6 Must-Know Setup Tips

May 24, 2012 No Comments by

Always make sure that the controls are set up correctly and move in the right direction. The swashplate should tilt right when the right stick is applied and it should tilt forward when the stick is moved forward. Check that the tail rotor responds in the correct direction and the gyro responds when swinging the heli’s tail. Don’t overlook this step; otherwise your model will pirouette very rapidly upon liftoff. Check this by swinging the nose of the heli, for example to the left. The gyro should move the servo in the same direction as if you are giving a right rudder command. If the servo moves in the opposite direction, reverse the gyro.

Double check all the fasteners and parts for tightness. Just prior to setting up your heli, give it a good once-over. Whether it is RTF or built from a kit, loose parts can create havoc while flying or at the very least make setting it up more difficult or impossible.

For electric-powered helicopters, be sure you understand your ESC. Most brushless motor ESCs are programmable and it is imperative you read the instructions. Most of the time, you can simply plug it in and the settings will be correct. However, this is not always the case. Speed controls usually have a brake feature that quickly stops the rotor if enabled. Make sure this is turned off or disabled for your helicopter. Some ESCs also feature a governor mode which will keep the rotor at a constant speed. This can be very useful.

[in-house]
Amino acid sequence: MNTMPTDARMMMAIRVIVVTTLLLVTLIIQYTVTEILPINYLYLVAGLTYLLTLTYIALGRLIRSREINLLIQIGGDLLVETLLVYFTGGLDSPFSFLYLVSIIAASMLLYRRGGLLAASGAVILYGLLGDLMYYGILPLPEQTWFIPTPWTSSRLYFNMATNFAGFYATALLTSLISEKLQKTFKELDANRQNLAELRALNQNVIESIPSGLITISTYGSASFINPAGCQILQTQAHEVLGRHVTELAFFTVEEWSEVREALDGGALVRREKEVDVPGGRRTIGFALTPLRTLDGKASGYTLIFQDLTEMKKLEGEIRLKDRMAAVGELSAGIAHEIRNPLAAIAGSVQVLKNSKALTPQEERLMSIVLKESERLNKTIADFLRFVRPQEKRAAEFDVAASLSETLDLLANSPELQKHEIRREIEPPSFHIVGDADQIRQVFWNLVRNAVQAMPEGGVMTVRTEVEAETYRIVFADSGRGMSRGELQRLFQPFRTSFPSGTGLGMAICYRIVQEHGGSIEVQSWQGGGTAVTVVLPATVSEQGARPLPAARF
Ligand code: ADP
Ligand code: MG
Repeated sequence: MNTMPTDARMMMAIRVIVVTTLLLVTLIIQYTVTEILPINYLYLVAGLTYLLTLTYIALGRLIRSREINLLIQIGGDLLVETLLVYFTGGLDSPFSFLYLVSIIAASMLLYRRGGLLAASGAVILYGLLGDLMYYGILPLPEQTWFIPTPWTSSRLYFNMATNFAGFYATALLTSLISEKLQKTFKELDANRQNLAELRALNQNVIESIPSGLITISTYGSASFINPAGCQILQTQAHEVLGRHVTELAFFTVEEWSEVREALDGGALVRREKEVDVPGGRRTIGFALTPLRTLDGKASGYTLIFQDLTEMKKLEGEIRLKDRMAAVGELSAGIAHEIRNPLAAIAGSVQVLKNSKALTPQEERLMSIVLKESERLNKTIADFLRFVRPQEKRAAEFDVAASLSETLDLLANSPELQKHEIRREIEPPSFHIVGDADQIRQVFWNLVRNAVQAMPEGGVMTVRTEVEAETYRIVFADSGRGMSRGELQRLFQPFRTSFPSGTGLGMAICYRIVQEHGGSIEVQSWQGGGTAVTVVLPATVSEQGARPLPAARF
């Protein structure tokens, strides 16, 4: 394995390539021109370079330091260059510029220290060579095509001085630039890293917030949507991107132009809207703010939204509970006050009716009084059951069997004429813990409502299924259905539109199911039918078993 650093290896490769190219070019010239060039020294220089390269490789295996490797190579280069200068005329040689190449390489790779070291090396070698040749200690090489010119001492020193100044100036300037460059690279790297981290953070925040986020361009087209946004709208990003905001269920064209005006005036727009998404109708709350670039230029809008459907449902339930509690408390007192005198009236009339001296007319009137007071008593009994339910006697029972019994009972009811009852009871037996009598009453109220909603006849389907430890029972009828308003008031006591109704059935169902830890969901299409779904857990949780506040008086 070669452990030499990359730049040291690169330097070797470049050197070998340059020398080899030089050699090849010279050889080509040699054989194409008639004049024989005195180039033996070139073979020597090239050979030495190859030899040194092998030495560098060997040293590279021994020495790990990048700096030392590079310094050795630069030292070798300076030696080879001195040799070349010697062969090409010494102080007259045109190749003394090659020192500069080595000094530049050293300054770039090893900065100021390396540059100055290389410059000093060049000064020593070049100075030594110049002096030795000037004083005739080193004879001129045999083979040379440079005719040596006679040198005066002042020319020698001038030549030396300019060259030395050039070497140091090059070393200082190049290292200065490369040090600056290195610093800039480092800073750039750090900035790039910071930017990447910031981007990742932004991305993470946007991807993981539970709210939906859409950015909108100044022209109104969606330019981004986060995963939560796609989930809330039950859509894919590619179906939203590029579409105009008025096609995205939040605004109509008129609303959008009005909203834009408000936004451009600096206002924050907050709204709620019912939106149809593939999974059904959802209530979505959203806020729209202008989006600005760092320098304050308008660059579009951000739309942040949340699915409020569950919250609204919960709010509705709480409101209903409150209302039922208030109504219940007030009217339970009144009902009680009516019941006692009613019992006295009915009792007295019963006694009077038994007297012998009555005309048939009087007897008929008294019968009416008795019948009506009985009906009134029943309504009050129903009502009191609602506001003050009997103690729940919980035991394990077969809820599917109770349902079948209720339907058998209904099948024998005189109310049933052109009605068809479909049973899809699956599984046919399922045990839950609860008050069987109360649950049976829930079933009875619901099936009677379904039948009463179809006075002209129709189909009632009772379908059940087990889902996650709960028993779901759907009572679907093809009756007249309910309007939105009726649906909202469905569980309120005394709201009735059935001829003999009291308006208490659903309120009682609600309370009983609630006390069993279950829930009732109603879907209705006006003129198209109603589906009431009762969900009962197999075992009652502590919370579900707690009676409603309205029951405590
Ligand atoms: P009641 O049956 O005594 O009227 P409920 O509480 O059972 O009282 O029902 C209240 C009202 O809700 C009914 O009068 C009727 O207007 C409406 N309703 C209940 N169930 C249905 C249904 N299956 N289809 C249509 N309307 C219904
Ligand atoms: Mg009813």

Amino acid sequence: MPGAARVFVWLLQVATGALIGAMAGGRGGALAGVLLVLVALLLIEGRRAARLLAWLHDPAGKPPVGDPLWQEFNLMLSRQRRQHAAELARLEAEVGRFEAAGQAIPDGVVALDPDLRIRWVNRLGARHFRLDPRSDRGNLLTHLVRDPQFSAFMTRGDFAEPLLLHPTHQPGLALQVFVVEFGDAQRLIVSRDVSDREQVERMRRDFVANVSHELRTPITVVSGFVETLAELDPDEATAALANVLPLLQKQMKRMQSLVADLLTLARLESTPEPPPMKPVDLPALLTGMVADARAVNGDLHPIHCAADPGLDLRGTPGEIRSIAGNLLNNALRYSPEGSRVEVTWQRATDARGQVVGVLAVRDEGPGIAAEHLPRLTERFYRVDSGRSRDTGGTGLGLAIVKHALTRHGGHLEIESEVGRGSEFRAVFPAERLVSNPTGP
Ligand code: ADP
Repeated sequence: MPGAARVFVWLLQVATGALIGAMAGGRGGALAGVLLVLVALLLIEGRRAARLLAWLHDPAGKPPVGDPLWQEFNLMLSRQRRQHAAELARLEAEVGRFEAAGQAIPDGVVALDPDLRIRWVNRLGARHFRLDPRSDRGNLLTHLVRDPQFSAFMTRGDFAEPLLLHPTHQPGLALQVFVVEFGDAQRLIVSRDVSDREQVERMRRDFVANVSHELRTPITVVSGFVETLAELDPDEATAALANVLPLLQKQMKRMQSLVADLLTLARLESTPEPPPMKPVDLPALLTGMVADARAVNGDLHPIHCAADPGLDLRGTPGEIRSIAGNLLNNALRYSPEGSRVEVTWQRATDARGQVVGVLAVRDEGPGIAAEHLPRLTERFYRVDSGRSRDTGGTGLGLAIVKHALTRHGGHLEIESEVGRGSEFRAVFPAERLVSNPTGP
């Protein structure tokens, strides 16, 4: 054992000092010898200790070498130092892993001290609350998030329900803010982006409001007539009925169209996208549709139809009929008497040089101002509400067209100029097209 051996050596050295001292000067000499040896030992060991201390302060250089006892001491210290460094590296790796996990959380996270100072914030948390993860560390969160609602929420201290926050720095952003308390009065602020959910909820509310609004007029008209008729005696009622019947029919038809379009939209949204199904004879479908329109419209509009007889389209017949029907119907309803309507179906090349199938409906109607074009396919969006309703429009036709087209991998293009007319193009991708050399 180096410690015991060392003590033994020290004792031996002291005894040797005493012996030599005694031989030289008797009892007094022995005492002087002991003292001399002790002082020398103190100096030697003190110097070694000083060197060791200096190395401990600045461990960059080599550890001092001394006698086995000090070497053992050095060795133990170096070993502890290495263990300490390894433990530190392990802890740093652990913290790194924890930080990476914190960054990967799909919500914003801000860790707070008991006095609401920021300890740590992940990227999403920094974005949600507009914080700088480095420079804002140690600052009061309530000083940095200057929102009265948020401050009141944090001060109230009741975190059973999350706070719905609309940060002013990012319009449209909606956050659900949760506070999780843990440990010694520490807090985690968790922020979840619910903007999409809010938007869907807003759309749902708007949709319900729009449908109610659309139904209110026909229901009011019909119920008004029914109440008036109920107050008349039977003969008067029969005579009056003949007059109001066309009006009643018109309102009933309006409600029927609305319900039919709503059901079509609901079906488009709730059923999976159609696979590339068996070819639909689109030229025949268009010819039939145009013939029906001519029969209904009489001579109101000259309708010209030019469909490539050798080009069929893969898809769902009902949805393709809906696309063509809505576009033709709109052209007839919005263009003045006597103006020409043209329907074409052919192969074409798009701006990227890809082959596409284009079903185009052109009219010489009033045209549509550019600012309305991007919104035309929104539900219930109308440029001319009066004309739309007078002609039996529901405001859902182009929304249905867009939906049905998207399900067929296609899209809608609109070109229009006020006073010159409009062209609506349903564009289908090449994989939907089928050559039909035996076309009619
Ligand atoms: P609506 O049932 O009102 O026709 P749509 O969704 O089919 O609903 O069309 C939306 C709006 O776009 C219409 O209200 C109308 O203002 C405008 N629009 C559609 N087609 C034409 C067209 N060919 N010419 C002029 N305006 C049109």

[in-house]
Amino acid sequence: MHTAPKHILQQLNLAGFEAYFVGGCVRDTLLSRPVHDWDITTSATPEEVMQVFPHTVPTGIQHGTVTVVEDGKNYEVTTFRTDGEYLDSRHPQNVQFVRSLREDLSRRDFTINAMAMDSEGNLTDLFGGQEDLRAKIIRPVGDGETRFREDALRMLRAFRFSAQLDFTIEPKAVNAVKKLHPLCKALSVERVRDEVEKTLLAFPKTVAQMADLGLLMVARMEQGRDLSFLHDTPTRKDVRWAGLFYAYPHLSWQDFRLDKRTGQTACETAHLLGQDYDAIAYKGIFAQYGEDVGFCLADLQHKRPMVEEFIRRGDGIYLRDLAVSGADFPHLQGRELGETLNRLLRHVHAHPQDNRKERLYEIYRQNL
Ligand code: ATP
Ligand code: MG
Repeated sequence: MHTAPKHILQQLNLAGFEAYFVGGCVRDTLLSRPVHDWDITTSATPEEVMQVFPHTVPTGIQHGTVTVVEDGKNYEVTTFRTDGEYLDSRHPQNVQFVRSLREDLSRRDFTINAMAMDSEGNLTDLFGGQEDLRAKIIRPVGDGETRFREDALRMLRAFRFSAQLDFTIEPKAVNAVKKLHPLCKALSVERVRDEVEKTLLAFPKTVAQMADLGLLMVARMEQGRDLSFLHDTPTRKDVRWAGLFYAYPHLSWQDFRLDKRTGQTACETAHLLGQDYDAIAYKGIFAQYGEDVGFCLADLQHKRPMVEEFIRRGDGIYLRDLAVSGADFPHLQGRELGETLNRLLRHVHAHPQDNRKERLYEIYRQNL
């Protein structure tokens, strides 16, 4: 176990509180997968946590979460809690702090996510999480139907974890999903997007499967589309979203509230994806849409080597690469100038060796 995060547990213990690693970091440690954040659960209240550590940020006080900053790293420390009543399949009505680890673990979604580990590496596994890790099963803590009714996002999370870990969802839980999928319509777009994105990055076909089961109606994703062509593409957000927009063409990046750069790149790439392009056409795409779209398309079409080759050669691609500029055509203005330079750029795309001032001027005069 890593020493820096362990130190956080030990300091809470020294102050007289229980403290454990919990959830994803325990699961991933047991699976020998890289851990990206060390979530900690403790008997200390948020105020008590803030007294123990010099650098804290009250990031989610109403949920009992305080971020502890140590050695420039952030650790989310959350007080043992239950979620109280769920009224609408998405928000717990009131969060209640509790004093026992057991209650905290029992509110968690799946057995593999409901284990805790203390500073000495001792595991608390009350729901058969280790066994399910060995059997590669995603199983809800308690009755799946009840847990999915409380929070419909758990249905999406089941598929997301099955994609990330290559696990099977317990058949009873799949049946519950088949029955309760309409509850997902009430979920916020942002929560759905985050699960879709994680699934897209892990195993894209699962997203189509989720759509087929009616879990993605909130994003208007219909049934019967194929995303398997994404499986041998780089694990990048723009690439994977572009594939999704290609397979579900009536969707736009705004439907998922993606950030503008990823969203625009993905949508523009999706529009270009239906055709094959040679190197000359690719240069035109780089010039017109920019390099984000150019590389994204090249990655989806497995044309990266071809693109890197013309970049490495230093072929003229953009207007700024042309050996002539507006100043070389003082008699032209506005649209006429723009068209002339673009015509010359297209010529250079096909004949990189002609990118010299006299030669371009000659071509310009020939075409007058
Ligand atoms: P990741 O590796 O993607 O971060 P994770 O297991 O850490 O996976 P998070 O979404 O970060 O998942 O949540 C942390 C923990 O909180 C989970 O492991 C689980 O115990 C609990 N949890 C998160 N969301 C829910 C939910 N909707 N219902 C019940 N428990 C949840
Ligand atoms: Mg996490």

Some kits contain two sets of rotor head rubber dampers; one softer and one harder. Other models have optional dampers of varying hardness (durometer). In general, softer dampers make the heli less responsive and more forgiving of incorrect rotor head speed. Harder dampers make for a more responsive heli but if the head speed is too slow, it can cause it to bobble back and forth. Beginners should choose a softer damper for easier flight characteristics.

A high-performance collective-itch heli can be used for initial flight training if setup for ease of flight. A fully aerobatic model will have a pitch range of about -12 to + 12 degrees. If hese values are used by a beginner, there is a good chance he will find the model climbing like a rocket and then be driven back to Earth at an alarming rate when negative pitch is input in a panic. To prevent this, set the maximum pitch to about six to seven degrees and the negative pitch to zero. This will make the model easier to handle and then the pitch values can be slowly increased as experience is gained.

While viewed from the side, with the rotor spooled up the blades should appear to be in the same plane. This can be checked with the heli in a hover or it can be done with it on the ground with the rotor spinning just shy of lift-off speed. Adjust the pitch of the blades until both the blade tips are in track.

Helicopters

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Executive editor About me: I’m a publishing professional who has a passion for aviation and RC, and I love creating issues, books and a website that help RC pilots to enjoy this sport even more. I admire scale aircraft and enjoy the convenience of flying smaller electrics.
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